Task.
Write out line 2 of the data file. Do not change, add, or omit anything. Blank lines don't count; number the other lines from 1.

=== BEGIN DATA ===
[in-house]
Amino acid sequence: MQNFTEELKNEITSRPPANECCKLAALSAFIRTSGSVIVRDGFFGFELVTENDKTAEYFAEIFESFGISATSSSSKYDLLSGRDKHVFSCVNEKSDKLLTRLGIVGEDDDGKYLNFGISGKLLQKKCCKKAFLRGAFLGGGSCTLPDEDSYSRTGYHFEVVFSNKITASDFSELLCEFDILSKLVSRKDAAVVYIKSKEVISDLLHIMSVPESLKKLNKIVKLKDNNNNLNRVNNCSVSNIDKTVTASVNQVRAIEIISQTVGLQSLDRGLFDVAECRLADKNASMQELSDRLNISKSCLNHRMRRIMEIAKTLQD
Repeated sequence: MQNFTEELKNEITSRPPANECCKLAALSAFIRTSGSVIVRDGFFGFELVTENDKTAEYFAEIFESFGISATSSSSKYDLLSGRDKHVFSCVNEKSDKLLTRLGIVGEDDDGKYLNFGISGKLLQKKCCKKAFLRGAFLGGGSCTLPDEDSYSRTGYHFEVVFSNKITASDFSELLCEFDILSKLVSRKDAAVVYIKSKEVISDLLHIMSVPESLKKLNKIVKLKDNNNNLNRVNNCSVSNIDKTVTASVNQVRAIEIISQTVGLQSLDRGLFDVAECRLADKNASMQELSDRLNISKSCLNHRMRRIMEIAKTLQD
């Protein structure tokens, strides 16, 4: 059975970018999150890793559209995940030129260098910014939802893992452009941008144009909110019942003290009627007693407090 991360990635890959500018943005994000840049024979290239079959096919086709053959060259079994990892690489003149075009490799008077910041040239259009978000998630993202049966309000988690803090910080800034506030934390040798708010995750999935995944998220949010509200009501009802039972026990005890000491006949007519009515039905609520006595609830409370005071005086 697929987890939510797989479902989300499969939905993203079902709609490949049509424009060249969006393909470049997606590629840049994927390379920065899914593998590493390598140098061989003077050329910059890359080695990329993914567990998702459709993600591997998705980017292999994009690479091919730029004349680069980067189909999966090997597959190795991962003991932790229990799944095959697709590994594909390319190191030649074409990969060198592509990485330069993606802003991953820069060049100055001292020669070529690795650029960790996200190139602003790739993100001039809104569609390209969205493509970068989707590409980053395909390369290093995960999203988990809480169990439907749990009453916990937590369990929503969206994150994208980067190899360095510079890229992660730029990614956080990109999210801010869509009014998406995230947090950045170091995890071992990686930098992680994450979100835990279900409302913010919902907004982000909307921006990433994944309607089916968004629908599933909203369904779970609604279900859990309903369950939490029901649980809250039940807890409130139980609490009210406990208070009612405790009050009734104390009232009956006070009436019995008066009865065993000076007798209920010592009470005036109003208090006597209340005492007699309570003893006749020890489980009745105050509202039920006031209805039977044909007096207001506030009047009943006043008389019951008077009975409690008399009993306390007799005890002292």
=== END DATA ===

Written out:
Amino acid sequence: MQNFTEELKNEITSRPPANECCKLAALSAFIRTSGSVIVRDGFFGFELVTENDKTAEYFAEIFESFGISATSSSSKYDLLSGRDKHVFSCVNEKSDKLLTRLGIVGEDDDGKYLNFGISGKLLQKKCCKKAFLRGAFLGGGSCTLPDEDSYSRTGYHFEVVFSNKITASDFSELLCEFDILSKLVSRKDAAVVYIKSKEVISDLLHIMSVPESLKKLNKIVKLKDNNNNLNRVNNCSVSNIDKTVTASVNQVRAIEIISQTVGLQSLDRGLFDVAECRLADKNASMQELSDRLNISKSCLNHRMRRIMEIAKTLQD